This is a tough one. I manage a small NT Server 4.0 - based domain. There are 2 network devices - a Cisco FastHub 24 port 10/100 Hub and a 24 port NetGear 10/100 hub, connected together for a single collision domain. These are wired typically through a cat 5 patch panel with drops out to offices and cubes in the office with about 20 computers on the network. Everything is connected to the internet through an integrated voice/data T1 providing 768k of T1 bandwidth through a VINA router and then through a Sonicwall SOHO/50 firewall. One of the desktops, a Dell Optiplex with an internal PCI network card, had major spyware and viruses and was running very slowly. After spybot and adaware did not completely fix the problem, we decided to wipe the HDD and start over, formatting the drive and installing a fresh clean Win2k OS with SP4, all latest security updates, etc. We also installed the usual apps - Office 2000, Adobe Acrobat, Norton A/V Corporate, Spybot (to immunize), Printer drivers, FileMaker, etc. The only "non-standard" app is a timekeeping app called Timeslips whose binary files run from the server through a mapped network drive. Email is Outlook using Exchange Server and .pst files stored on the file server. Ip addresses are assigned by DHCP server using 192.168.1.0 range for NAT.
The system seemed to run fine after the rebuild, but shortly after it came back online, it started having weird problems where it would lose it's connection to the network for brief periods. I ran an extended ping test and found that it would drop 4-10 packets on an intermittent basis, just enough to hang Outlook and cause problems with Explorer when browsing the network.
So, I did the usual thing - I checked, and then replaced almost all of the physical network connections. I replaced the Network Card with a new 3com card, changed to a different Cat 5 patch cable on a different wall jack, changed to a different port on the patch panel with a new cable and connected to a different hub from what they had been connected to previously. This did not resolve the issue. I then took the machine home, removed a PCI modem that was not being used and put the 3Com card in the PCI slot that was used by the modem. I then ran an extended ping test on my home network and it did not drop any packets. I then brought the system back to the office and it is now doing the exact same thing - dropping packets and losing network connection periodically. When I had the system at home, I also ran 3 loops of the Dell diagnostics that come on a set of 5 floppy disks. These tests included Memory, PCI, drives, IDE controllers, etc. Everything passed ok.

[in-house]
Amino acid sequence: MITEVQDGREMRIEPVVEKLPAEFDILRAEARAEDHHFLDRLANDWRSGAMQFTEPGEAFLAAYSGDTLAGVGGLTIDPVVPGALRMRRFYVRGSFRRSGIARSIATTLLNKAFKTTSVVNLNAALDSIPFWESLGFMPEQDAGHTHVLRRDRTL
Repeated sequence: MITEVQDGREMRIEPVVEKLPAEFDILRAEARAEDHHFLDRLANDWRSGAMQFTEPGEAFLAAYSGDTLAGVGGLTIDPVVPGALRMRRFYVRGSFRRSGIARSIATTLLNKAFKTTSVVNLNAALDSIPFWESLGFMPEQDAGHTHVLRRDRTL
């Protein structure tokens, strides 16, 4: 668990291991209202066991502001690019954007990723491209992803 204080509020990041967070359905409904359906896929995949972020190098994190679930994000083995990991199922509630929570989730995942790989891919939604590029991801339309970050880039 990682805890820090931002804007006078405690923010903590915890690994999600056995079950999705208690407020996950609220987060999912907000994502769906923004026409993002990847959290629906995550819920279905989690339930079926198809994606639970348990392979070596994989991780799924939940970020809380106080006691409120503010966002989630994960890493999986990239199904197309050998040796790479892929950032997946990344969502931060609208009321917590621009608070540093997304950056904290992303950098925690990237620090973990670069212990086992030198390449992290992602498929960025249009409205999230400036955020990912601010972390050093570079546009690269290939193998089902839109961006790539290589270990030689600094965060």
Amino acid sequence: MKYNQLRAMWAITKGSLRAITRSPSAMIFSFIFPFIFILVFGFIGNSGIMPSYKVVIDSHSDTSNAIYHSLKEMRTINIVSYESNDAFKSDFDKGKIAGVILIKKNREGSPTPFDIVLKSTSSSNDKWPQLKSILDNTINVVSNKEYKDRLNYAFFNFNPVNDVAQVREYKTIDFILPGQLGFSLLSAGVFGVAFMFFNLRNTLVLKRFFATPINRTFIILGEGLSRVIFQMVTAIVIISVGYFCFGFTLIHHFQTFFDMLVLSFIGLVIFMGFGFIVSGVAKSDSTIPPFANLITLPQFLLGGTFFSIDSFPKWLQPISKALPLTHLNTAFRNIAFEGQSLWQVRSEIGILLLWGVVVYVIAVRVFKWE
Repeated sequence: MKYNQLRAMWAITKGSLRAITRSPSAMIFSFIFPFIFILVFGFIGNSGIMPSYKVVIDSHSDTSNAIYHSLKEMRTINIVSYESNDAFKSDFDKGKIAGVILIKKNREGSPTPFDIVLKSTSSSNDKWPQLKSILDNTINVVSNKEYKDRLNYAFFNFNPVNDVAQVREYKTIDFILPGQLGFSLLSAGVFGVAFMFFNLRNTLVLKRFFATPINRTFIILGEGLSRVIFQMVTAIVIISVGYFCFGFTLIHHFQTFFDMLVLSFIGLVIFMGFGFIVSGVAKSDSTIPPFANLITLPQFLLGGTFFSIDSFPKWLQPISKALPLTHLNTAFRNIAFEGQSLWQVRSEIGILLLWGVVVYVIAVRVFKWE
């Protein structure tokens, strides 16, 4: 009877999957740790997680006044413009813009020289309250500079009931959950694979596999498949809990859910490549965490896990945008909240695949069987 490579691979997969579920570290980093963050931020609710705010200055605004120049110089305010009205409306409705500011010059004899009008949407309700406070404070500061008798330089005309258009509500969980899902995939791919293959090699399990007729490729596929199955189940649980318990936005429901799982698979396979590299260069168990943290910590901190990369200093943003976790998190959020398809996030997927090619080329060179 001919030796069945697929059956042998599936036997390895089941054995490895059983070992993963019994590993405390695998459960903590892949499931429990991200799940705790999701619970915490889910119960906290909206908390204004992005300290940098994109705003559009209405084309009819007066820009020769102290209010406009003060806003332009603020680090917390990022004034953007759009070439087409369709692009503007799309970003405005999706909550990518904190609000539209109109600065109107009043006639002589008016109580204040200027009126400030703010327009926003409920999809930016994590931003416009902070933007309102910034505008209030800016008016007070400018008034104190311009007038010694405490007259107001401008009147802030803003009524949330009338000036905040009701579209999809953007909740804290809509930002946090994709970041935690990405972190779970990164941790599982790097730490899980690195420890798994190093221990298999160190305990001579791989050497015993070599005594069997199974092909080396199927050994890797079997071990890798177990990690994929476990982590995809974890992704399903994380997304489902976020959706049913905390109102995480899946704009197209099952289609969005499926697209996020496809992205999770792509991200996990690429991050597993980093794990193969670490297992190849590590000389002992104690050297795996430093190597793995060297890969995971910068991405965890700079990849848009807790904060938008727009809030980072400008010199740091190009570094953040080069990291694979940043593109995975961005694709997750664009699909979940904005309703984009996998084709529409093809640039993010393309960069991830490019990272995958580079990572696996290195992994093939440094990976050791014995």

Also, at one point at the beginning of this problem I found out that someone in the office added a linksys wireless router and left the DCHP server on so we had a DCHP conflict that affected this particular desktop. After I cleared that up, it seemed to fix the problem, but that didn't last long as the system started losing it's connection pretty frequently even after the DHCP issue was resolved.
I'm not sure what to do next with this. It seems that since the system worked ok on my home network, there must be something specific about the office network that is causing the issue. I don't know what to do next though as the system appears to be working fine in all respects except this and I have already replaced / changed every physical component of the network connection possible. Could there be some sort of issue with a stuck entry in an ARP cache somewhere? Some malicious program that is trying to reach this system and is effectively sending a brief DOS attack? Not sure what to do next....any advice would be appreciated.